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Five Reasons Digital and PR Should Be Integrated


by Caroline Wilbert

Increasingly PR firms are developing digital practices that operate separately from their traditional public relations teams. Staffers either work in “PR” or they work in “digital.” At The Wilbert Group, we take an entirely different approach, believing digital and traditional public relations can and should be integrated at every level.

Five reasons:

Photo: Google Analytics.

#1 Any SEO expert will tell you a media hit in a well-known outlet is “SEO gold” so traditional public relations is inherently driving digital/content goals.

#2 Media hits increasingly mean chatter on social channels. People read news from traditional outlets online – and then hit the Twitter or Facebook icon to share the story.  As an example, one of our clients was quoted in a Wall Street Journal story Friday. The story was tweeted 35 times, reaching more than 40,000 people.

#3 We evaluate paid opportunities to amplify hits further, with promoted social posts on Twitter and Facebook and by using a service called Outbrain that places media hits across web channels.

#4 Blogs and digital content are “the new press release.” Some leading companies, including Coca-Cola, are doing fewer press releases and depending on blog entries to hook reporters. Wilbert recently created a SlideShare for North American Properties, generating more press than a press release on the same topic would have.

#5 Traditional media outlets, especially trades, accept digital content from outside sources. So if PR pros are creating video for a client, they should be pitching it to media sites, as well as putting it on the company website and social channels.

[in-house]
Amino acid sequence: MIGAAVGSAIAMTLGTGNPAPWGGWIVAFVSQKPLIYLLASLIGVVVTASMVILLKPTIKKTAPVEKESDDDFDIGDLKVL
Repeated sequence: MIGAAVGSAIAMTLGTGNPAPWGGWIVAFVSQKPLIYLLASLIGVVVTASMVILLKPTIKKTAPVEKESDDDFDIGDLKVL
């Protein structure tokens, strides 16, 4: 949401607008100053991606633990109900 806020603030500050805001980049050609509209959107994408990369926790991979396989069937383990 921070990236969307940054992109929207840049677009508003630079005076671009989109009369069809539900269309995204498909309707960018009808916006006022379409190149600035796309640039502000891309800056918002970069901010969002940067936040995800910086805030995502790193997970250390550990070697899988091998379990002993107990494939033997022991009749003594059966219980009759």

Five Ways Coca-Cola Uses Digital Content


by M.C. Rhodes

In the Internet age, digital content can make or break a brand. With that in mind, The Coca-Cola Company has taken a proactive approach to its corporate website. Last year, it launched Coca-Cola Journey, which redesigned its traditional homepage into a digital magazine style site. The site uses contributors from across the country to generate useful, engaging and interesting content.

This week, a few of us from The Wilbert Group attended the Public Relations Society of America Georgia Chapter’s monthly meeting, which included a presentation by Ashley Callahan, manager of digital communications and social media at The Coca-Cola Company.

Here are five tips she gave for leveraging digital content for brands of all sizes:

#1 Find out what people really care about. Coca-Cola realized through analytics that certain topics were appealing more to their target audience, including food and employee stories. Callahan’s team created an “expression of interest” score (or EOI score) that rates content based on how many people viewed the story, responded to it and shared it on social media.

#2 Does it pass the “Why should I care?” test? You have to make sure people will want to read your stories. Does it have universal appeal or a surprising angle?

#3 Make sure your writing is solid. Keep it simple and to the point. Edit and re-edit. Sometimes this could mean cutting out a favorite phrase or sentence.

#4 Use your own content to respond to the media. Callahan told how Coca-Cola execs use the Journey website to respond directly to negative media stories. In one example, AdAge actually ran an op-ed directly from Coca-Cola’s site.

#5 Write your own articles. Callahan said Coca-Cola is experimenting with using its own articles rather than relying on the media to get its company news out. “You’ll be seeing less press releases from Coca-Cola,” she said.